• Natural disasters and events are frequently exploited by hackers

Global Cloud Security Company Panda Security has released a study on the nature of malware-infected websites blocked by the company’s antivirus solutions in Quarter 1 2011. According to the research, 25% of sites used video and multimedia contents as bait; 21.6% referred to installers or program updates; 16.5% claimed to contain cracks and keygens, and 16% were social media URLs. eBooks are in fifth place on the list (5.25% of occurrences), followed by P2P downloads and adult content.

“Users continue to fall victim to malicious links offering to take them to an exciting video or the new episode of their favorite TV show” says Jeremy Matthews, head of Panda’s sub-Saharan operations. “This technique has become a weapon of choice for hackers as it requires minimum investment and attracts a large number of victims.”

Most Blocked URLs in Quarter 1

The three most blocked sites by Panda solutions in the first quarter of the year are three Brazilian Web pages, the first one referring to a video released by the Japanese consulate showing the rescue of a group of tsunami survivors.

The second site contains a video supposedly showing a short circuit causing the death of 15 people, and the third one supposedly contains footage of a police officer being fired because of his Internet activities.

“Attackers exploit hot topics and users’ morbid curiosity”, continues Matthews. “Most people are interested in watching footage from Japan’s earthquake.”

Popularity Ranking

The study shows user preferences in relation to the malware lures used. For example, if you take a look at P2P applications, you’ll see that the most popular program is Ares, followed by Torrent and eMule. As for social networks, Facebook is still the king, way ahead of MySpace.

The most searched for operating system is Windows, followed by Mac and Linux. Finally, Explorer still dominates the Web browser market, with Firefox and Chrome trailing behind.

It has become increasingly difficult for users to differentiate between fake and real websites and sometimes it’s hard for users to tell if their system has been infected. This is why Panda offers users Panda Cloud Antivirus, a free tool for them to get a ‘second opinion’ on the health status of their computers. Panda Cloud Antivirus scans your PC thoroughly even if you have other antivirus programs installed.

“Most of these sites download Trojans onto users’ computers without their knowledge. Therefore, a good security solution capable of blocking them proactively is extremely helpful for users who, in most cases, cannot distinguish between ‘good’ and ‘malicious’ websites”, concludes Matthews.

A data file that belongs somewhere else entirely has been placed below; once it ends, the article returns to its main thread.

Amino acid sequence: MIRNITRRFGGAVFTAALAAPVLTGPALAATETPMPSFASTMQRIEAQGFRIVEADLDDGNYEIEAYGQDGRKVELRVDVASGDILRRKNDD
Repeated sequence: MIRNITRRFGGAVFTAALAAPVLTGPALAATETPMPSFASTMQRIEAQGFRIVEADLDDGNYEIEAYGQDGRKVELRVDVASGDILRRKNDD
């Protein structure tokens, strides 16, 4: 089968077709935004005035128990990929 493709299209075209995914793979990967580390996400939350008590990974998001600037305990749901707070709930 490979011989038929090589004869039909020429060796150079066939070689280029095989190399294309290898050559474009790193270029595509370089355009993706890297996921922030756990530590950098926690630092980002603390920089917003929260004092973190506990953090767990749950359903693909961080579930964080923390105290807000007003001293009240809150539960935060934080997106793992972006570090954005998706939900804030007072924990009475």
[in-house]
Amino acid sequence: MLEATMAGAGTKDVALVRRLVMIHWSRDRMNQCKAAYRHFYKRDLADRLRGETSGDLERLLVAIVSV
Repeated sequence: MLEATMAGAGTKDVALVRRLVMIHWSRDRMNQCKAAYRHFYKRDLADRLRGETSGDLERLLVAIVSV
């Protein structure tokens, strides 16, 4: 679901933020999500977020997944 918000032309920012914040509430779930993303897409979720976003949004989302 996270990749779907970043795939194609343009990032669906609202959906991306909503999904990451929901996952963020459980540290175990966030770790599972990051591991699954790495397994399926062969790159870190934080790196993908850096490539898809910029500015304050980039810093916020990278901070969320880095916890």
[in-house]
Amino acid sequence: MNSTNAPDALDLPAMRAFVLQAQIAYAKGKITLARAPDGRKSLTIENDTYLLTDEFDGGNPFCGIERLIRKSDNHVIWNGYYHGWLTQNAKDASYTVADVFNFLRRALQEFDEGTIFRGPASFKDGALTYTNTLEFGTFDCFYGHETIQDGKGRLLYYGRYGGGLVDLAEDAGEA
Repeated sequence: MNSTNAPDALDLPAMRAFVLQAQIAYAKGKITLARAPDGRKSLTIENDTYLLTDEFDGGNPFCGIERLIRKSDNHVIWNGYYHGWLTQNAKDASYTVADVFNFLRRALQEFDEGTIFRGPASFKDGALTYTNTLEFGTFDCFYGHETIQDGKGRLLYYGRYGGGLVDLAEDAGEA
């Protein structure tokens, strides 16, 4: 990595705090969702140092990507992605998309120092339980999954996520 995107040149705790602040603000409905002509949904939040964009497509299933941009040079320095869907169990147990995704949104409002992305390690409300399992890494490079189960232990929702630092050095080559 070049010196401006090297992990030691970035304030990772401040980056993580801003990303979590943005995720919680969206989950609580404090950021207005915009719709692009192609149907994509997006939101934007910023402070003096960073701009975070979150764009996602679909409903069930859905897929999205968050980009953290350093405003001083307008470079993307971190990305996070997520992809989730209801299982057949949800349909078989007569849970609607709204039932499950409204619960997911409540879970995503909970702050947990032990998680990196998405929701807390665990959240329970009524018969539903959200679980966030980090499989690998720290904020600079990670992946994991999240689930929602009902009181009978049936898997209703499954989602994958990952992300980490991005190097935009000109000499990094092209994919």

For more information about Panda, visit http://www.pandasecurity.com/.

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Cyber-activism and Cyber-warfare major IT Security Topics in 2011

  • WikiLeaks is ‘unstoppable’
  • Cyber-activism on the increase, but cyber-war is an ‘exaggerated term’

Global IT vendor Panda Security reports that cyber-activism and cyber-warfare will continue to be major topics in IT security this year.

The 3rd Security Blogger Summit, recently hosted by Panda in Madrid, focused on cyber-activism and cyber-war as well as on the new dangers posed to users and institutions on the Internet. The roundtable discussion highlighted the most recent examples of these emerging trends, international cooperation and the limits of these activities on the Web. The discussion also centered on the new trends for 2011 and the legal framework against this type of Web activity.

Opinions about cyber-activism and WikiLeaks proved relatively united, with most of the participants agreeing that it is an unstoppable phenomenon. “There is no way to stop a phenomenon like WikiLeaks”, said Enrique Dans, panel member. “In the future anybody will be able to disclose relevant information from a website, as contaminated as this might be.”

Bob McMillan, a San Francisco-based computer security journalist explained that, in his opinion, “WikiLeaks is as important as The New York Times. It’s has helped those who wanted to expose sensible information, and to think of changing the legislation in the wake of a denial of service attack like those in the operation ‘Avenge Assange’ is very difficult”. Operation ‘Avenge Assange’ was initiated by the Anonymous group and Operation Payback, targeting firstly organizations trying to close the net on Internet piracy, and later in support of Julian Assange, editor-in-chief of WikiLeaks.

Cyber-activism was discussed as a growing occurrence. Participants agreed that the technical evolution means people are able to replace meetings and gatherings with internet-based tools. Furthermore, the global situation that the technical evolution has created means that cyber-activism is possible on an international scale, with it becoming more and more unnecessary to gather large amounts of people in order to attract attention. IT researcher Rubén Santamarta indicated that, “Cyber-activism was born from the global situation we live in. Even users with limited technical know-how can join in the distributed denial of service attacks (DDoS) or spam campaigns.”

Despite hasty attempts in many countries to pass legislation to counter this type of activity, effectively by criminalizing it, Panda believes that in 2011 there will be yet more cyber-protests, organized by this group or others that will begin to emerge.

Cyber-war: Reality versus sensationalism

The Summit participants also discussed some of the most relevant examples of cyber-war, such as the alleged attacks targeting Iran’s nuclear plants using the Stuxnet Trojan, as well as Operation Aurora, concerning attacks on Google from China in order to steal secret corporate information.